Read the judgment
Apart from the outcome itself, this appellate judgment of the East African Court of Justice has three interesting ‘moments’, including two where the court does not hesitate to criticise counsel involved in the dispute before it.
The case was brought to the trial court by the Attorney General of Burundi who complained that the Speaker of the East African Legislative Assembly had not been validly elected because the correct quorum requirements were not observed. But the case ran into difficulties because the application was grounded on claims supported by two affidavits, both sworn by an official in Burundi’s ministry of justice. That official was also counsel who was conducting the case before the court.
Among other findings, the trial court held that the affidavits were inadmissible and had to be expunged from the record. The court also made no costs order, saying the case had been decided on a ‘legal technicality’.
Dissatisfied, Burundi appealed. In their decision the appeal judges explained – not for the first time – the difference between an error of law and a procedural irregularity.
Agreeing with the trial court that the affidavits by counsel had to be struck out, the appeal judges said it was ‘impermissible and improper’ for an advocate ‘with personal conduct of a matter to swear an affidavit as to contested factual matters’ and that any such affidavit would be struck out.
Explaining the reasoning for such an approach, the judges wrote, ‘Advocates are, first and foremost, officers of the court. They are expected to discharge their duty to the court with independence in the interests of the administration of justice. Advocates appearing in court are not agents of the parties but their representatives and, as such, they exercise an independent mind.’
‘The independence of the Bar is a cardinal tenet in the legal profession. By swearing an affidavit in a matter she or her is conducting, the advocate drops his mantle of independence, steps down from his exalted position at the Bar and becomes a witness subject to all the vagaries of witnesses, including being found to be untruthful. That would obviously be in conflict with his role as an independent and trustworthy officer of the court. Such conduct is unseemly, nay, indecorous and the courts do not brook it.’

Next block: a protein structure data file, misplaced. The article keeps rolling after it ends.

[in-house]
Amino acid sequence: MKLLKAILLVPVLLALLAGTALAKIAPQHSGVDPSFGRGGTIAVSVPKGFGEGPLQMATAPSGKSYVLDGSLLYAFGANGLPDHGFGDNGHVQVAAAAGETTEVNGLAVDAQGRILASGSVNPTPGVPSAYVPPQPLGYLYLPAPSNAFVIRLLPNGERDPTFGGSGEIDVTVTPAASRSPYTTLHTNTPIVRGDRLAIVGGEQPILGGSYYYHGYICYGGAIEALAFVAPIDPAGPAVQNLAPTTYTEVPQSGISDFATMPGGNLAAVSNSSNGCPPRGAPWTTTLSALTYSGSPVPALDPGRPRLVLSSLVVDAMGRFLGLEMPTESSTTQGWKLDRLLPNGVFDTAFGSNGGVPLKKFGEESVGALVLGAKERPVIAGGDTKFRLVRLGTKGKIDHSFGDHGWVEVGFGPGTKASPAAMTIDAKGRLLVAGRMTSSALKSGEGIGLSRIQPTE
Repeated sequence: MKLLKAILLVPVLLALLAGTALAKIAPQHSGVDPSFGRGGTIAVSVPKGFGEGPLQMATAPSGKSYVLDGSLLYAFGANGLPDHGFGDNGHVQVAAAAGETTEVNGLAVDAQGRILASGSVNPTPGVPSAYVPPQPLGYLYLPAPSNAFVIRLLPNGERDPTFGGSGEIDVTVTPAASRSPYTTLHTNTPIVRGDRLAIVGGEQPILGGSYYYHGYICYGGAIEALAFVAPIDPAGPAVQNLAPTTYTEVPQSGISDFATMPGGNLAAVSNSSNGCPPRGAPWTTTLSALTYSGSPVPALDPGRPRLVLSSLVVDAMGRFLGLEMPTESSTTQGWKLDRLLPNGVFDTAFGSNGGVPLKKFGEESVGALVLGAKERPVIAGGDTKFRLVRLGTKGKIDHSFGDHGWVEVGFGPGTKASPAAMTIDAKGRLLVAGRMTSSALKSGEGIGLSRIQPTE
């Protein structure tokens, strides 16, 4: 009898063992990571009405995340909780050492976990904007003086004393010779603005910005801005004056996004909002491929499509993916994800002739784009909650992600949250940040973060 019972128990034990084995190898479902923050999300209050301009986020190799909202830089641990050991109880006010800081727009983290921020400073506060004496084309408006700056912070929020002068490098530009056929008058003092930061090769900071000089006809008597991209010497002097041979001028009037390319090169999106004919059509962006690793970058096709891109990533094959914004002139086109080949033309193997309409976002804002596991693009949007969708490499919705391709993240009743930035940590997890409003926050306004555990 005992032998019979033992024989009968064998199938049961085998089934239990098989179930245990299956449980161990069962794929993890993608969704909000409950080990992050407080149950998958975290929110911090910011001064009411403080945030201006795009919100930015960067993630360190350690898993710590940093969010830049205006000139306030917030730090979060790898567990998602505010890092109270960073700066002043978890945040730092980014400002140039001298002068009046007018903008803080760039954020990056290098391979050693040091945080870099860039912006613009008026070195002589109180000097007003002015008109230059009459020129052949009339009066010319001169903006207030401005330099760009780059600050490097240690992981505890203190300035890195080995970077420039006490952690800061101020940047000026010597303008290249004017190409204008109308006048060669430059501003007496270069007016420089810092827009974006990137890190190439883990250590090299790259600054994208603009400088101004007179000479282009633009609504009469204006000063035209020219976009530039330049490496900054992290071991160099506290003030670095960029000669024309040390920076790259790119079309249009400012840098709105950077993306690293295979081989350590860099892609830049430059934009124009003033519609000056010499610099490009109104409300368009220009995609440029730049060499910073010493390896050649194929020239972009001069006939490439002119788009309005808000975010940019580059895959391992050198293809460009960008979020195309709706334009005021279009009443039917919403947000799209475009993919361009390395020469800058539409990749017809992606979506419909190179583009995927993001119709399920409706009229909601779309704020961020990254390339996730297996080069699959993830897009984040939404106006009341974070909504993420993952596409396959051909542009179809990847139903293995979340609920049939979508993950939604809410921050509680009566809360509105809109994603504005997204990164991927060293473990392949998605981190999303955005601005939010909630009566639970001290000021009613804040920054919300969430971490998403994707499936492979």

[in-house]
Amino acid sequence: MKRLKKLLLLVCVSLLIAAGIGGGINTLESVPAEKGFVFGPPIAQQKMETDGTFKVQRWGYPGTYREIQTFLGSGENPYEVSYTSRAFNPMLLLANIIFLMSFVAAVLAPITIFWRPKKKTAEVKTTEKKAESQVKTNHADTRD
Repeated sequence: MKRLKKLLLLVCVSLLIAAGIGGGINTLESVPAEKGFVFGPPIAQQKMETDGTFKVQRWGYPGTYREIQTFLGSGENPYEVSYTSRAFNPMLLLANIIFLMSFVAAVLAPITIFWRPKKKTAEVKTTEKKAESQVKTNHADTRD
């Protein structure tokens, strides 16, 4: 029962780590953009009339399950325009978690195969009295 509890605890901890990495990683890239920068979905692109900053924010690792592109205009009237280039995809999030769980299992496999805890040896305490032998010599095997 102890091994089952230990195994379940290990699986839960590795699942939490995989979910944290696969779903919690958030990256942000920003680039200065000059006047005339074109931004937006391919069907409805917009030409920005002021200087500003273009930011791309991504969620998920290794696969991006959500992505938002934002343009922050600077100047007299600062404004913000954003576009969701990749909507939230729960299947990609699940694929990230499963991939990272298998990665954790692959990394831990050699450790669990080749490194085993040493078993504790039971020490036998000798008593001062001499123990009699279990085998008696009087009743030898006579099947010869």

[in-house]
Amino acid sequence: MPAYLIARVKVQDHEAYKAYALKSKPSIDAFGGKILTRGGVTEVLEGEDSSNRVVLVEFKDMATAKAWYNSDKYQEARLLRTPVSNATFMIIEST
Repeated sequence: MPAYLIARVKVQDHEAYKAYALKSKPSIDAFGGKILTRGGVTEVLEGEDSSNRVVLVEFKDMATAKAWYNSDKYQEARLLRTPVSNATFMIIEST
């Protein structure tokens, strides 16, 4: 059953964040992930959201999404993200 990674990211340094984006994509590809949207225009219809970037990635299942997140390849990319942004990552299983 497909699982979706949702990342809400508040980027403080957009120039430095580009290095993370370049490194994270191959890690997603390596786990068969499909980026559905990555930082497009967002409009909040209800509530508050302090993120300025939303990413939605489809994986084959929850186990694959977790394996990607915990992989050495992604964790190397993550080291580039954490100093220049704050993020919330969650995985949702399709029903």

A court had to strike out inadmissible evidence to ensure the ends of justice and prevent abuse. If inadmissible evidence were allowed to remain on record, ‘a grievous wrong would be committed, in that evidence without probative value … but sodden with prejudice … would be part of the court’s record with the result that the stream of justice would be polluted.’
In some senses, the next point made by the court was even more dramatic than its reference to the potentially polluted streams of justice.
Counsel for the applicant had referred the court to a particular case and spelled out by way of submissions what that case apparently held. But the court could find no such holding in the case to which counsel had referred.
‘We have read and re-read the authority cited and which was annexed to the Appellant’s submissions. We can find no such statement of the law in any paragraph or page of the said judgment by the Supreme Court of Uganda. In the circumstances, we cannot but deplore the conduct of Counsel for the appellant in misleading the court on the jurisprudence of that particular authority.’
Having upheld the trial court’s findings on the original dispute, the appeal judges had to deal with the original costs order. True, court had discretion on costs, said the appeal judges. But the question for the appeal court to consider was whether the trial court had exercised its discretion judicially in either awarding or declining to award costs to the successful party.
The reason given by the trial court for declining to make any costs order was that the case had been ‘determined on a legal technicality’.
‘We think it was irrational to deny the successful litigants their costs for the reason that the Applicant had lost on a technicality.’
‘Cases are lost either on technicalities or the merits. A loss is a loss whatever be the reason. We know of no authority, and none was cited to us from the jurisprudence of this court or any other persuasive jurisprudence, that a party who wins litigation on a technicality should not get costs.’
In any case, the reason for the dismissal of the case ‘was not a technicality’. Moreover, the trial court judges had not explained the circumstances they took into account when they justified the costs order with reference to the ‘intrinsic circumstances of the case’. ‘To our mind, to place reliance on factors which are not disclosed is irrational and therefore an improper exercise of judicial discretion.’
Limping and irrational
The reason given by the trial court for denying the successful parties their costs could not be said to be an exceptional reason such as to justify the decision. ‘Nay, it was a limping and irrational decision which ignored the relevant procedural history of the matter and which we regard as unjudicial exercise of discretion.’
The appeal judges therefore found the trial court should have awarded costs against the applicant.
All in all, then, not a particularly good outing at the EACJ for Burundi.